By Dr. D. K. Giri
(Secretary General, Assn. For Democratic Socialism)
The dramatic arrest of 70-year-old Imran Khan, the former Prime Minister of Pakistan has plunged the hapless country into a civil war. Imran Khan was by far the most popular cricketer and leader on many counts, his marriage to Jemima Khan, the daughter of media tycoon James Goldsmith, and his own aristocratic background. However, the arrest was on the cards as is typical of Pakistan politics of revenge. When the friends or allies fall out, like the English playwright William Congreve (1670-1729) put it, “Heaven has no rage like love to hatred turned, nor hell a fury like women scorned.”
One is referring to no love lost between Imran Khan and the Army which propped him to position of the Prime Minister in the first place. It has not been clearly revealed yet why they fell out. The jury is still out on it. May be, Imran Khan was overshadowing General Qamar Javed Bajwa in international fora, or the Americans found Khan too hot to handle, as Imran himself alluded. Be that as it may, for the first time in Pakistani politics, the civilians and the Army are at daggers drawn, civilians arsoning the military houses and establishment. One is absolutely unsure where will all this lead to?
Before analysing the Pakistan politics, the structural anomalies, let us have a brief look at the run up to the arrest. Imran Khan was charged with series of corruption, including laundering money to Al Qaeda through his third wife. Arrest warrants were issued. Khan was evading. Finally he was picked up from the court premises in Islamabad. Along with him his key supporters have been picked up. The 13-member ruling coalition seems to be elated with the development as in the event of Imran Khan being disqualified for life, his prospect of coming back to power is nil, whereas they should support Khan in his battle against the all-powerful anti-democratic military. This leads us to the structural problems of Pakistani politics which are derailing the country and have brought it to such an impasse.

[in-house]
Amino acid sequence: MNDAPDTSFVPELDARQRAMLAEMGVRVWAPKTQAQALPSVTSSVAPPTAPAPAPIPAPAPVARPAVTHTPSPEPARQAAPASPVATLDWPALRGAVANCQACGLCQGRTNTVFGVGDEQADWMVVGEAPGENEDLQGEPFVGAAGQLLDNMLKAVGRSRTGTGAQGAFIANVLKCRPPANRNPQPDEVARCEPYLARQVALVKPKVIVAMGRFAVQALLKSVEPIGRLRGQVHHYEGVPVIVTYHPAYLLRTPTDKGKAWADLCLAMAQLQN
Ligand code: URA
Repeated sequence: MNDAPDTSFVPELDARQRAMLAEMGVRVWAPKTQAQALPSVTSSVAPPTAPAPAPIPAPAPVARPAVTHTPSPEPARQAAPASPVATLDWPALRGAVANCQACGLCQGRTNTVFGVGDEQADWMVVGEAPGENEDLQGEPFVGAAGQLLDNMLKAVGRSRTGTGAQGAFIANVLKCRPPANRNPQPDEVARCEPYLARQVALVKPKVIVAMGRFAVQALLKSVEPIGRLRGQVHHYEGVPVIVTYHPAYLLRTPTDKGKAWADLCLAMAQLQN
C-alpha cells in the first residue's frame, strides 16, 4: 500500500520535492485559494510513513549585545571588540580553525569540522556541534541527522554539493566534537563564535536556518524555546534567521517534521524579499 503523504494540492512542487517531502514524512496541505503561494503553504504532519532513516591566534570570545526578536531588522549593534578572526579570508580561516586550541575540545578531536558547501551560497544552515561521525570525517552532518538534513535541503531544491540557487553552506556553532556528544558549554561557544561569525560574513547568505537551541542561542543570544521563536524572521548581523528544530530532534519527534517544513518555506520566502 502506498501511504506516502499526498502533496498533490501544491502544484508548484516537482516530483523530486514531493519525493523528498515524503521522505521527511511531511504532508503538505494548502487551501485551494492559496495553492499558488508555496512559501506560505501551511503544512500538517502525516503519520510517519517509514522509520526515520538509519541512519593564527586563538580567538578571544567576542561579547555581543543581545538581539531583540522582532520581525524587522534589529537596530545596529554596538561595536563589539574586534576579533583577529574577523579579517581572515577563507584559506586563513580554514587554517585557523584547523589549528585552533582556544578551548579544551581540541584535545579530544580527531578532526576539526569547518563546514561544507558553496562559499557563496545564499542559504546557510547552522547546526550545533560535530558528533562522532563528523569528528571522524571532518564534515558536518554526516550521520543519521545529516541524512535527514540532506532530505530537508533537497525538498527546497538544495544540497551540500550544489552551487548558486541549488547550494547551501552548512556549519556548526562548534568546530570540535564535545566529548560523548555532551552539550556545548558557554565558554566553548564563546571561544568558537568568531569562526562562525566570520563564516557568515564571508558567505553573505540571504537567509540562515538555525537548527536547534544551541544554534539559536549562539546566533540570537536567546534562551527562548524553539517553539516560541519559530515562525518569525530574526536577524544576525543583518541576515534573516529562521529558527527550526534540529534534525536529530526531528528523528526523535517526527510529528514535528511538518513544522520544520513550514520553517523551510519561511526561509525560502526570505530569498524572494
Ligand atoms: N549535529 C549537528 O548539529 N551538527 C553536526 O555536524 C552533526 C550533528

Pakistan politics stands on three legs, that is why it remains ever unsteady. These are Islam (religion), the Army, and Kashmir. These three determinants of both domestic and foreign policy have proved direly detrimental to Pakistan’s economic growth and democratic development. Let us take the first pillar, religion. The basis of creation of Pakistan by separating from India was the religion. It was a wrong premise. India was and is a multicultural country with variations within each attribute – language, religion, caste, ethnicity, and so on. What one means is, if Pakistan were an Islamic state, why did East Pakistan (Bangladesh) break away from it? It did because, although they were Muslims they are like Bengalis in their language, food and clothing, etc. Further, the cultural division between various groups like Punjabis, Sindhis, Baluch, Pakhtoons are not yet resolved and are under constant threat of break up.